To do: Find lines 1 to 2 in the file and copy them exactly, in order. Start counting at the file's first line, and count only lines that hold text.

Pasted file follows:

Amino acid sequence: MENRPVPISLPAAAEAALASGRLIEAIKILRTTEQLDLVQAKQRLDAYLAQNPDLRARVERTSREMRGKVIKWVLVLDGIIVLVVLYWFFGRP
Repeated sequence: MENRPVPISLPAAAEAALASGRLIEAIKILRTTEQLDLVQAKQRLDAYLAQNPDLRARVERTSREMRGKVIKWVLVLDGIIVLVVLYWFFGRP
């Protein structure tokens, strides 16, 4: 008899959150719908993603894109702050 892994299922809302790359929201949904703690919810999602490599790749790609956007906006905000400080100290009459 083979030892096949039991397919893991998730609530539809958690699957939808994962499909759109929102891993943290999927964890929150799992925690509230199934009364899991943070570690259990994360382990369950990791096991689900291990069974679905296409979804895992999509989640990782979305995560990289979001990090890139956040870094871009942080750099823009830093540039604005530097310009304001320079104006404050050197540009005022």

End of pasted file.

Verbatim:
Amino acid sequence: MENRPVPISLPAAAEAALASGRLIEAIKILRTTEQLDLVQAKQRLDAYLAQNPDLRARVERTSREMRGKVIKWVLVLDGIIVLVVLYWFFGRP
Repeated sequence: MENRPVPISLPAAAEAALASGRLIEAIKILRTTEQLDLVQAKQRLDAYLAQNPDLRARVERTSREMRGKVIKWVLVLDGIIVLVVLYWFFGRP